2. Make Bardon roundabout people-friendly

The Bardon roundabout is a local hub, next to Rainworth State School, a childcare centre, small businesses, Bowman Park and Bardon markets. It’s part of state-controlled “MetRoad5”, and it's far too unsafe, especially for small children - and that’s been a known issue for many years. After a serious accident in 2019, promises were made – but nothing happened. After years of campaigning by Maiwar MP Michael Berkman, some minor changes have been made, but it remains dangerous, because both state government and Council prioritise traffic flow over pedestrian safety. 

One of the major impacts of this persistent problem is that most kids get driven to school, even though they live close enough to walk, scoot or cycle. 92% of parents want their kids to walk: only 48% let them.

The Greens have proposed a number of safety improvements, including:

  • Reduce the speed limit from 60 km/h to 50 km/h or 40km/h along MetRoad 5 in Bardon and Toowong
  • Create a raised wombat crossing at the Boundary Rd north crossing (across Boundary Rd to Norman Buchan Park)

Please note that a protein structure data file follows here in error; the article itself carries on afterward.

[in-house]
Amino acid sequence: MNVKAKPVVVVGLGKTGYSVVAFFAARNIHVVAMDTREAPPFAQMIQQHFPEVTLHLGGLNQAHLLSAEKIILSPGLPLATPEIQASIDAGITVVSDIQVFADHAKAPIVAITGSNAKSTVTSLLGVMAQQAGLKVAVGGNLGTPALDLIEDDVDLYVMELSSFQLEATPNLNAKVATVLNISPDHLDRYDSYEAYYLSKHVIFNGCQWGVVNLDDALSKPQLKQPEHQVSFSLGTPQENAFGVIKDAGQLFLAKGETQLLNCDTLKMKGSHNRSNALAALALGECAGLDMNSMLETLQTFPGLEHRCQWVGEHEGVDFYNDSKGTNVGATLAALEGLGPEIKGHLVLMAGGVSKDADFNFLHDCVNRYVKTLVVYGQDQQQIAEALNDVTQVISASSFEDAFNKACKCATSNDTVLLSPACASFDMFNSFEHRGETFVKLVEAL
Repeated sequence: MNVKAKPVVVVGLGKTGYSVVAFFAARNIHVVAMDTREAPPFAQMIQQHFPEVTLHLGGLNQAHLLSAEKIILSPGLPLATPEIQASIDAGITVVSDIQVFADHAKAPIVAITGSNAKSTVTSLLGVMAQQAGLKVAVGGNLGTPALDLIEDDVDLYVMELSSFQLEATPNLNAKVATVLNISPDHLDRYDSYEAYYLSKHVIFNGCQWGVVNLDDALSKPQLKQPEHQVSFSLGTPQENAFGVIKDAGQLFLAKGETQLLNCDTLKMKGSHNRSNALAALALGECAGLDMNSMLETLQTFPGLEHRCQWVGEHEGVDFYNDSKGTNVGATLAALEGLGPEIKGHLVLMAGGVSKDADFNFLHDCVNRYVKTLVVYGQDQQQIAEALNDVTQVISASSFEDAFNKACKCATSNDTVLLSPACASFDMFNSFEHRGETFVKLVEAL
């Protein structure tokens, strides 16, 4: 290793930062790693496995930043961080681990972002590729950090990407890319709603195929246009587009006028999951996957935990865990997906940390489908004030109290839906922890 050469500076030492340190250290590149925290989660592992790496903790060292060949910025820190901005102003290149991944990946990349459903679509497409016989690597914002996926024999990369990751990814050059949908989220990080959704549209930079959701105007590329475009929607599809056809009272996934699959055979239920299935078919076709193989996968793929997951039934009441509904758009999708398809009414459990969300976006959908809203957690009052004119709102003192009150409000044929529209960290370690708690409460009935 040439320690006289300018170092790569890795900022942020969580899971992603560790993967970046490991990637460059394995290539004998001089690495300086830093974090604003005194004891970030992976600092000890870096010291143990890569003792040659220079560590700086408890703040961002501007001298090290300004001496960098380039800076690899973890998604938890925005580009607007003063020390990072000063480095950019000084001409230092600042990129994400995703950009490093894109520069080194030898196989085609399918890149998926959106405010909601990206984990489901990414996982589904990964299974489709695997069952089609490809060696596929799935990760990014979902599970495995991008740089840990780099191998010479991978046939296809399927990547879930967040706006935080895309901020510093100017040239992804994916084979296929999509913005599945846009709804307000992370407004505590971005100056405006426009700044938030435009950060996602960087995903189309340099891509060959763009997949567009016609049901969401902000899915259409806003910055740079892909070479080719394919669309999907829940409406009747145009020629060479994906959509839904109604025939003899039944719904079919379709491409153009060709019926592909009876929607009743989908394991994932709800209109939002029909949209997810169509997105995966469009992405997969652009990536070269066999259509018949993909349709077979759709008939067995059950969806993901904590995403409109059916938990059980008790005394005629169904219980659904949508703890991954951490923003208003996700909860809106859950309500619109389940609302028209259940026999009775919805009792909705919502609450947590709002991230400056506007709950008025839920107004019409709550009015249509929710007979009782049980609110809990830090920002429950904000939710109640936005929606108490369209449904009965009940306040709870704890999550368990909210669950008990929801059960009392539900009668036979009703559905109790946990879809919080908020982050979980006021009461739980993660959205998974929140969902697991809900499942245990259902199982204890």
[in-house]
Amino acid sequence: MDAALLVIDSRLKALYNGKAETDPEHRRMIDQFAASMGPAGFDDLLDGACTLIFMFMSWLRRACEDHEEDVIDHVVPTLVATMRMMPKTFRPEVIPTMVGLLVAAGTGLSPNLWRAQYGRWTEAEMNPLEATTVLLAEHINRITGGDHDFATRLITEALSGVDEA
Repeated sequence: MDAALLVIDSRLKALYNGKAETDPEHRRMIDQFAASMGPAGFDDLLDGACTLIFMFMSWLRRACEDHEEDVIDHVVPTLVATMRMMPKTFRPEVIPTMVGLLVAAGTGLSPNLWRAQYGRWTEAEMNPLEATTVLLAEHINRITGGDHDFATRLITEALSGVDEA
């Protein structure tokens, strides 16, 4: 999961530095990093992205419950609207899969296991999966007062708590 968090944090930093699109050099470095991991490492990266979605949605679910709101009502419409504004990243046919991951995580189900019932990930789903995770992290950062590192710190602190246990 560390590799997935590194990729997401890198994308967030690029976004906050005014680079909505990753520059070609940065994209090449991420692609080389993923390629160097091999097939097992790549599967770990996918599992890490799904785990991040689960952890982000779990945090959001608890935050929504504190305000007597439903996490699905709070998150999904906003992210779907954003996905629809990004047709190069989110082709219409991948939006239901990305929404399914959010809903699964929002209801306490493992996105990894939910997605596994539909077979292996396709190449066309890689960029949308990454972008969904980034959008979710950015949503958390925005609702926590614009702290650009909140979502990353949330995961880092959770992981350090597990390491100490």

• Create safe crossings at all roundabout entrances including across Runic St, Rouen Rd, Rainworth Rd, and Boundary Rd (west)

3. Rosalie Village pedestrian safety

Like the Bardon community, the people of Rosalie have been trying to get action on unsafe roads in the beautiful urban village for years. There have been many near-misses on the busy roads, which are especially hazardous for people with mobility issues and small children - which is a worry, given how close it is to a primary school. 

Brisbane City Council had earmarked funding to create a safe pedestrian crossing – but late in 2023 the new Paddington Councillor cancelled the project. It’s a real blow to the community who have been working for change. 

Rosalie is a unique and beautiful urban village where people of all ages should feel safe to walk around and enjoy the neighbourhood. Why is something as simple as a pedestrian crossing so impossible to achieve?